Head back to your Mover script and create a function called MoveToCursor().

First,we need to find a way to cast our ray from our mouse position. Thankfully, our MainCamera has a way to do that easily, with a method called ScreenPointToRay(). We can pass in our current mouse position and get the origin of our Ray.

We make sure our MainCamera isn’t null and then we create our Ray and RayCastHit references. Next, we need to actually fire the ray. When you cast a ray, it returns a True bool when you hit something. Let’s just put the RayCast inside an If statement and run our code only if we hit something.

We can also clean things up a bit and put the RayCastHit reference in-line in the If statement. We use the Out keyword for to access the variable after the raycast and we use Var to do the inline statement. Inside of the If blocks is where we’ll set the destination of our agent.

After we’ve got that down we’re going to put the function inside of Update() and only run the code if we’re pressing down the mouse.

Ok, we’re looking good.

Put the Mover script on the player and let’s set take a second to set our camera to a top down view. You can easily do this by getting the camera how you want it in the Scene view and then selecting the MainCamera in the hierarchy and pressing ctrl/cmd + shift + f. This will realign the camera in the Game view exactly how it is in the Scene view. Once you have the camera in place we can hit play and see what happens.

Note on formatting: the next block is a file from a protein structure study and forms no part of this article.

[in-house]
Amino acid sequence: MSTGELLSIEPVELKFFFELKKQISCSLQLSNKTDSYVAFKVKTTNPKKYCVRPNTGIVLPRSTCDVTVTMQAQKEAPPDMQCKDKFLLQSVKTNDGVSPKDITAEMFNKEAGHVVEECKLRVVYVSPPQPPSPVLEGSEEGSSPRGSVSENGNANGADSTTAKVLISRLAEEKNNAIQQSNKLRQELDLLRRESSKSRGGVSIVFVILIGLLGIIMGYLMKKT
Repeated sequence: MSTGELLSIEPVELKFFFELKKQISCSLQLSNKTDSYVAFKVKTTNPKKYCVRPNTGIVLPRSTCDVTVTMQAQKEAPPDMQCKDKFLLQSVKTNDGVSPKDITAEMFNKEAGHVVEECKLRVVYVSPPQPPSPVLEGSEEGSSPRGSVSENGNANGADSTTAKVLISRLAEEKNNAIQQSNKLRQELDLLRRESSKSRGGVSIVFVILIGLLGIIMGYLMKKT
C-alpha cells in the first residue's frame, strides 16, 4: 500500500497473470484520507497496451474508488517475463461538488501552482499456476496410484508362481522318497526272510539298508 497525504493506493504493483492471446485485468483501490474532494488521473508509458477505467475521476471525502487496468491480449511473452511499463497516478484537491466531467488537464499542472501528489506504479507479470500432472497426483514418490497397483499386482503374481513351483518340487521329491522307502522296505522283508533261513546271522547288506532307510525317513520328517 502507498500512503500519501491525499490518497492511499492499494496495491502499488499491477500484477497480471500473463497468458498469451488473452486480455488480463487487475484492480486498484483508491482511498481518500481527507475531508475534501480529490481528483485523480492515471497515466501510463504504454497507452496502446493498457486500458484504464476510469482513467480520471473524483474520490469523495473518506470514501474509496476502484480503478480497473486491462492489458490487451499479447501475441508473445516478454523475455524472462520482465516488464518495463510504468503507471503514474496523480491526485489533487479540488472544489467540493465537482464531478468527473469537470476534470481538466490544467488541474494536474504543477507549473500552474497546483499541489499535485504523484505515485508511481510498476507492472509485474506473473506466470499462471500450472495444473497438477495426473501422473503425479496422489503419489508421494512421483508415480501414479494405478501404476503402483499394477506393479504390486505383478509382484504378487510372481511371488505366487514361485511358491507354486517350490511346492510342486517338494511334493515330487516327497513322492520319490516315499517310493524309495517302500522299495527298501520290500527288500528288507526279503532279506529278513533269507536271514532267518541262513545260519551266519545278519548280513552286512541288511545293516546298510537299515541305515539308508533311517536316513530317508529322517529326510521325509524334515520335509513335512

Left clicking or holding the left mouse button anywhere on the NavMesh will cause the sphere to move towards that location, thanks to our Input.GetMouseButton(0). If we would have chosen Input.GetMouseButtonDown(0), this would only work on down clicks. doing it the first way gives us the best of both worlds. Also, if you click anywhere that isn’t on the NavMesh, the NavMeshAgent will compute a path to the closest spot to that that unreachable location.

We don’t want to be stuck in one view spot, however. We need to make the camera follow us when we move. Childing the camera directly to the player could work, but the problem with that is we would be taking on the player’s rotation too and we don’t want all of that spinning. What we can do is create a simple Camera Follow system.

The way it’ll work is by creating an empty game object and, through code, always setting it’s position to the player’s position. And then we simply child the camera to that empty game object. This will allow us to adjust the camera to whatever distance we want and it won’t take on any of the player’s rotation.

Let’s Create a script called CameraFollow and then serialize a Transform variable called Target. Next, in LateUpdate(), well just set the CameraFollow object’s position to the target’s position, which will be the player. We use LateUpdate() because the the last thing we want to happen is for the camera to follow the player. LateUpdate() comes after Update() in the execution order. This will ensure the camera’s movement always comes after the player’s movement which will be in Update().